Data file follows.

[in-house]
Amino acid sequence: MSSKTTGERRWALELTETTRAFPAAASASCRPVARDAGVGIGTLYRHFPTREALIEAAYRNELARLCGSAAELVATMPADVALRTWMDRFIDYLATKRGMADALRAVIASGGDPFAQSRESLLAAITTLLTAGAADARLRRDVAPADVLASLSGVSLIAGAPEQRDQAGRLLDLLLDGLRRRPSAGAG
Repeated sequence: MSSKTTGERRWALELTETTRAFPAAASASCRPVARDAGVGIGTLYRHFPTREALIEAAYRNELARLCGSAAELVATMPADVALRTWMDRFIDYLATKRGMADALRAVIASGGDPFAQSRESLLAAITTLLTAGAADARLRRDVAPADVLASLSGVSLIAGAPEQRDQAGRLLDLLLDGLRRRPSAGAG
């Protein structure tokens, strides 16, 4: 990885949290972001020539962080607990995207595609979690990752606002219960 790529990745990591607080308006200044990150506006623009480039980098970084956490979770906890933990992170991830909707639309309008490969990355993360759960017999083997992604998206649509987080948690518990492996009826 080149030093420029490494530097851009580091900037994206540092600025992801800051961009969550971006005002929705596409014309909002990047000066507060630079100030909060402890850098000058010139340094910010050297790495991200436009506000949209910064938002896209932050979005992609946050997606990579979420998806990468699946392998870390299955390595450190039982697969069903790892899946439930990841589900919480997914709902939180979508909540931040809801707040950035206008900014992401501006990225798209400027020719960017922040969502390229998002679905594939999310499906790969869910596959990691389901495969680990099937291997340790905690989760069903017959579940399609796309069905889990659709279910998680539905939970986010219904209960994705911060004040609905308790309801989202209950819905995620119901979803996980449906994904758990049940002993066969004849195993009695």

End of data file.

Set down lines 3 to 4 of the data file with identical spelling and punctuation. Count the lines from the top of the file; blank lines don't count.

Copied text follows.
Repeated sequence: MSSKTTGERRWALELTETTRAFPAAASASCRPVARDAGVGIGTLYRHFPTREALIEAAYRNELARLCGSAAELVATMPADVALRTWMDRFIDYLATKRGMADALRAVIASGGDPFAQSRESLLAAITTLLTAGAADARLRRDVAPADVLASLSGVSLIAGAPEQRDQAGRLLDLLLDGLRRRPSAGAG
């Protein structure tokens, strides 16, 4: 990885949290972001020539962080607990995207595609979690990752606002219960 790529990745990591607080308006200044990150506006623009480039980098970084956490979770906890933990992170991830909707639309309008490969990355993360759960017999083997992604998206649509987080948690518990492996009826 080149030093420029490494530097851009580091900037994206540092600025992801800051961009969550971006005002929705596409014309909002990047000066507060630079100030909060402890850098000058010139340094910010050297790495991200436009506000949209910064938002896209932050979005992609946050997606990579979420998806990468699946392998870390299955390595450190039982697969069903790892899946439930990841589900919480997914709902939180979508909540931040809801707040950035206008900014992401501006990225798209400027020719960017922040969502390229998002679905594939999310499906790969869910596959990691389901495969680990099937291997340790905690989760069903017959579940399609796309069905889990659709279910998680539905939970986010219904209960994705911060004040609905308790309801989202209950819905995620119901979803996980449906994904758990049940002993066969004849195993009695």